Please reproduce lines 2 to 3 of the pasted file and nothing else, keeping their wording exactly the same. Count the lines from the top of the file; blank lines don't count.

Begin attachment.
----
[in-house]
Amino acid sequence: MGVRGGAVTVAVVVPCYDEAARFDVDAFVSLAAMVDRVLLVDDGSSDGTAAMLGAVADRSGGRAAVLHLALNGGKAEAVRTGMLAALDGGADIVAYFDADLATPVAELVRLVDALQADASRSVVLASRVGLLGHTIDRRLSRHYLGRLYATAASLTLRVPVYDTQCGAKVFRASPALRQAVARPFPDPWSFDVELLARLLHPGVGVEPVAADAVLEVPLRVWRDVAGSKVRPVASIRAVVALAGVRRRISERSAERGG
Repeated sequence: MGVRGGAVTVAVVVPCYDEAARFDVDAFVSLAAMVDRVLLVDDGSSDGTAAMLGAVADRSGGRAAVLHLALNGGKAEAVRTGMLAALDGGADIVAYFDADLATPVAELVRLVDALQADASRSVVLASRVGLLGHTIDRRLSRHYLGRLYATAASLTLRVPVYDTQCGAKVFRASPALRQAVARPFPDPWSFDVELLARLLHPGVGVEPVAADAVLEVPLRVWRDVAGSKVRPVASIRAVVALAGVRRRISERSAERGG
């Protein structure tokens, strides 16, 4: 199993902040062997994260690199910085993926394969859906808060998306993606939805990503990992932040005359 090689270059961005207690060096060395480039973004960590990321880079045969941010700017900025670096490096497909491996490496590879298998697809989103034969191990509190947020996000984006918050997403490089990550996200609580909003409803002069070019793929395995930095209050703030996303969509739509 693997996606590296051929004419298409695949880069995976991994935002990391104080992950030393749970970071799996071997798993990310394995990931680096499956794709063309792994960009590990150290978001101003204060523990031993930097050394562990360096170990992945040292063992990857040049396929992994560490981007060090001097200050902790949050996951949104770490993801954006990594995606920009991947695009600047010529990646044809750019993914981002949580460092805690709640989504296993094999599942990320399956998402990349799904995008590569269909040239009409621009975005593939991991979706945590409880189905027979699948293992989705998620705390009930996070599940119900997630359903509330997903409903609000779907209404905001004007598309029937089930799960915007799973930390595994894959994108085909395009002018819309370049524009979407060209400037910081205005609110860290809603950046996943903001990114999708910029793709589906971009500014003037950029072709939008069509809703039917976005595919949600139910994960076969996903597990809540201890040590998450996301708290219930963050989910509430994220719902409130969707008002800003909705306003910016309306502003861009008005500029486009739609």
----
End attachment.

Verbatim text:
Amino acid sequence: MGVRGGAVTVAVVVPCYDEAARFDVDAFVSLAAMVDRVLLVDDGSSDGTAAMLGAVADRSGGRAAVLHLALNGGKAEAVRTGMLAALDGGADIVAYFDADLATPVAELVRLVDALQADASRSVVLASRVGLLGHTIDRRLSRHYLGRLYATAASLTLRVPVYDTQCGAKVFRASPALRQAVARPFPDPWSFDVELLARLLHPGVGVEPVAADAVLEVPLRVWRDVAGSKVRPVASIRAVVALAGVRRRISERSAERGG
Repeated sequence: MGVRGGAVTVAVVVPCYDEAARFDVDAFVSLAAMVDRVLLVDDGSSDGTAAMLGAVADRSGGRAAVLHLALNGGKAEAVRTGMLAALDGGADIVAYFDADLATPVAELVRLVDALQADASRSVVLASRVGLLGHTIDRRLSRHYLGRLYATAASLTLRVPVYDTQCGAKVFRASPALRQAVARPFPDPWSFDVELLARLLHPGVGVEPVAADAVLEVPLRVWRDVAGSKVRPVASIRAVVALAGVRRRISERSAERGG